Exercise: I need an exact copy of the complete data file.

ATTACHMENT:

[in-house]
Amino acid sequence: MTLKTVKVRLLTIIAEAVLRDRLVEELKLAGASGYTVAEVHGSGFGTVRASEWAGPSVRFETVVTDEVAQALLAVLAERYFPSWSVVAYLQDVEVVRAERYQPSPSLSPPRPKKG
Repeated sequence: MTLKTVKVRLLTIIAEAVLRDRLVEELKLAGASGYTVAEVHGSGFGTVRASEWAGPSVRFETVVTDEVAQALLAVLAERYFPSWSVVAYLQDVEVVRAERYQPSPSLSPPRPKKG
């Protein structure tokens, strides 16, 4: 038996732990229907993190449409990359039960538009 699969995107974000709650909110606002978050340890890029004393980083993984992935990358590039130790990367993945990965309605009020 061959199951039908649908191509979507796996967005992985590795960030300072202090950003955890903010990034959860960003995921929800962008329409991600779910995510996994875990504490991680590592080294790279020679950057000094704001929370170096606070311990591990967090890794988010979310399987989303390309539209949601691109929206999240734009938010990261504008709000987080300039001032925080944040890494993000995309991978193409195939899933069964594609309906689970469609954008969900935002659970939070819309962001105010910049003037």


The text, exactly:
[in-house]
Amino acid sequence: MTLKTVKVRLLTIIAEAVLRDRLVEELKLAGASGYTVAEVHGSGFGTVRASEWAGPSVRFETVVTDEVAQALLAVLAERYFPSWSVVAYLQDVEVVRAERYQPSPSLSPPRPKKG
Repeated sequence: MTLKTVKVRLLTIIAEAVLRDRLVEELKLAGASGYTVAEVHGSGFGTVRASEWAGPSVRFETVVTDEVAQALLAVLAERYFPSWSVVAYLQDVEVVRAERYQPSPSLSPPRPKKG
């Protein structure tokens, strides 16, 4: 038996732990229907993190449409990359039960538009 699969995107974000709650909110606002978050340890890029004393980083993984992935990358590039130790990367993945990965309605009020 061959199951039908649908191509979507796996967005992985590795960030300072202090950003955890903010990034959860960003995921929800962008329409991600779910995510996994875990504490991680590592080294790279020679950057000094704001929370170096606070311990591990967090890794988010979310399987989303390309539209949601691109929206999240734009938010990261504008709000987080300039001032925080944040890494993000995309991978193409195939899933069964594609309906689970469609954008969900935002659970939070819309962001105010910049003037």